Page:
A Crisis of Conscience 

Stirring A Night in November grapples with human bigotry through the eyes of one Northern Irish man

Stirring A Night in November grapples with human bigotry through the eyes of one Northern Irish man

The latest of Actors Bridge Ensemble’s fall offerings is the Nashville premiere of A Night in November, an acclaimed script by Marie Jones, a working-class Belfast Protestant who explores her community’s misunderstandings about, and alienation from, its Catholic neighbors. In a world awash with ethnic and religious differences, Jones has tapped into some broader issues by doing what works best: offering a detailed look at bigotry through a more specific lens.

Her play stars only one actor, and it focuses on one main character, Kenneth McCallister, a lower-middle-class Protestant civil servant who undergoes a huge personal transformation while attending the 1994 World Cup qualifying soccer match between Northern Ireland and the Republic of Ireland. Without apparent warning, our hero finds himself chafing at the thuggish loyalism of his fellow football-crazy Prots. His realization of the true depths of their bigotry, not to mention his own, catapults him into a journey to root out this tradition of hatred.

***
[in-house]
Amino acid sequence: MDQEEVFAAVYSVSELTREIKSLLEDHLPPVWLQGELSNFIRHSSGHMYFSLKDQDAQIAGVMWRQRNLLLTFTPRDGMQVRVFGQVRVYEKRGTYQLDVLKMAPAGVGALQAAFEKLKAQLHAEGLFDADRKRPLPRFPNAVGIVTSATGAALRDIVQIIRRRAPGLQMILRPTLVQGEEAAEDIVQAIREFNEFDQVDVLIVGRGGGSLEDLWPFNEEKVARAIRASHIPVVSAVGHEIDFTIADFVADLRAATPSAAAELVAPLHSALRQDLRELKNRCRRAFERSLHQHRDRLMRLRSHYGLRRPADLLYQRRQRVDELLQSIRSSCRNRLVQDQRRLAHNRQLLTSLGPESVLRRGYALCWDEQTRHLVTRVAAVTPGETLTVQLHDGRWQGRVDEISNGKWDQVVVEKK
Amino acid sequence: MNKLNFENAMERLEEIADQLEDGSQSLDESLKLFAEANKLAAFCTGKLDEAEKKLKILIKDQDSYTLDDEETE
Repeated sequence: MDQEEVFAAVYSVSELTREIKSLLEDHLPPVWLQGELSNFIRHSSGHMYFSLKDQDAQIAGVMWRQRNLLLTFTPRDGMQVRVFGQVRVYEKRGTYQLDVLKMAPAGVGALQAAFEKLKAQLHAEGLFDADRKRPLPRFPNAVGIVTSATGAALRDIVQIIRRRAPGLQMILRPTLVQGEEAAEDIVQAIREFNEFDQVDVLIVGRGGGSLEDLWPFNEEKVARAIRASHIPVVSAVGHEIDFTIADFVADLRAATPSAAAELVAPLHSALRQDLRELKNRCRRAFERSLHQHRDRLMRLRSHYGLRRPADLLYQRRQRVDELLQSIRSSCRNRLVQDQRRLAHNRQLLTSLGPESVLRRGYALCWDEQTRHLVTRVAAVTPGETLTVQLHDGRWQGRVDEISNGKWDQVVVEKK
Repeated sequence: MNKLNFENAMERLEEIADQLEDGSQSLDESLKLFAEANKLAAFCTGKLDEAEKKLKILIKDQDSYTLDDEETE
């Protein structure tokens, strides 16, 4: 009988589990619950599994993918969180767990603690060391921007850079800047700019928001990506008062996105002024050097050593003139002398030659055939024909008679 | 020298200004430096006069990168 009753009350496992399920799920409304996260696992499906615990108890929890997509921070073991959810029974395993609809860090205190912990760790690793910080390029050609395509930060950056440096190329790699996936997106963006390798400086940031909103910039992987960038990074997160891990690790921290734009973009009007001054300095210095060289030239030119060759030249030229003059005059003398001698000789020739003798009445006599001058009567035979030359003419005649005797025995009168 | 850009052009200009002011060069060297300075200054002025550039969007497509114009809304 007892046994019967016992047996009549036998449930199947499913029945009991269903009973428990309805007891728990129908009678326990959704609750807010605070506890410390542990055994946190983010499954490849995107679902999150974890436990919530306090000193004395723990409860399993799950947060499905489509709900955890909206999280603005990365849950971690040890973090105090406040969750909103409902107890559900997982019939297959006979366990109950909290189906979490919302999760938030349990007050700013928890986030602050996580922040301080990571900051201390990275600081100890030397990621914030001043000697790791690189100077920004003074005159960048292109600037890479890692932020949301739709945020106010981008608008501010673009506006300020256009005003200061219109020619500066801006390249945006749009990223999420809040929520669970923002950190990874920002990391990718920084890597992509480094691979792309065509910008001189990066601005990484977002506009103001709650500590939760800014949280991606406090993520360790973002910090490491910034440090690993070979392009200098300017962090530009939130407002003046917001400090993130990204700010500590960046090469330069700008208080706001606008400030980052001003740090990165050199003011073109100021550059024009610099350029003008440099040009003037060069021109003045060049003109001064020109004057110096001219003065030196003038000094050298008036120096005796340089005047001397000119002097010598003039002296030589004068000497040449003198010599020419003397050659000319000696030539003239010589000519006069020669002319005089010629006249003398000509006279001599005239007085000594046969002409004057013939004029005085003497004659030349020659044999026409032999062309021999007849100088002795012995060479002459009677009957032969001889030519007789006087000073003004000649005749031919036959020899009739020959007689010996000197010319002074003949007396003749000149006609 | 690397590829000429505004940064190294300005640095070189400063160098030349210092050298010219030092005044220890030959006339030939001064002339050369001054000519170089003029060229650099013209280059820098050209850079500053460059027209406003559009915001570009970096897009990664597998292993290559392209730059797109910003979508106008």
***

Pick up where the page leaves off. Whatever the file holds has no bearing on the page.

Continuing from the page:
Faced with the challenge of this tour de force performance is ABE artistic director Bill Feehely, who will undertake the two-act drama without sets or props, and with minimal lighting. The director is Stephen Innocenzi, a New York theater artist who recently choreographed the Marcus Hummon musical Warrior for Actors Bridge. “I’ve always thought it was a fantastic piece,” says Innocenzi, who saw the New York production in 1998 starring Dan Gordon, who created the original performance in Ireland. “The play is at a high level of writing. It’s maybe the best-written piece I’ve seen in a decade. And it’s an unbelievable challenge that any actor would want to take on.”

For Feehely, this means not only playing the McCallister role but also slipping quickly in and out of the play’s ancillary characters, whose presence serves to drive the action forward. “It’s many characters played by one actor,” Innocenzi continues. “Bill is the voice of all the people in the story, in which one man has an epiphany and learns to see the world in a new way.”

Feehely, with Irish Catholic roots of his own, is certainly the logical local performer to tackle this piece, bringing his personal sensibilities to the project as well as his considerable talents as a professional actor. “It’s a great exercise for me,” says Feehely, who in the course of his preparation worked with Nashville’s Tony Kerr, a Londonderry native who assisted with the play’s nuanced Irish dialects. “It’s a play about one man’s awakening, and his questioning of himself and the people around him.”

A Night in November is also well in line with the Actors Bridge mission, which has always been to offer Nashville an important look at socially aware material. “The piece is so relevant to the world today,” Innocenzi concludes. “It’s amazing how every few years a play like this comes along that seems to address the bigger issues. This one has multilevel effects. And theatrically, it’s primordial: It’s the actor, as storyteller, meeting the actor’s craft.”

A Night in November runs Nov. 19-23 at Darkhorse Theater. Tickets are $15-$17, available by calling 341-0300 or by e-mailing actorsbridgetix@comcast.net.

—Martin Brady


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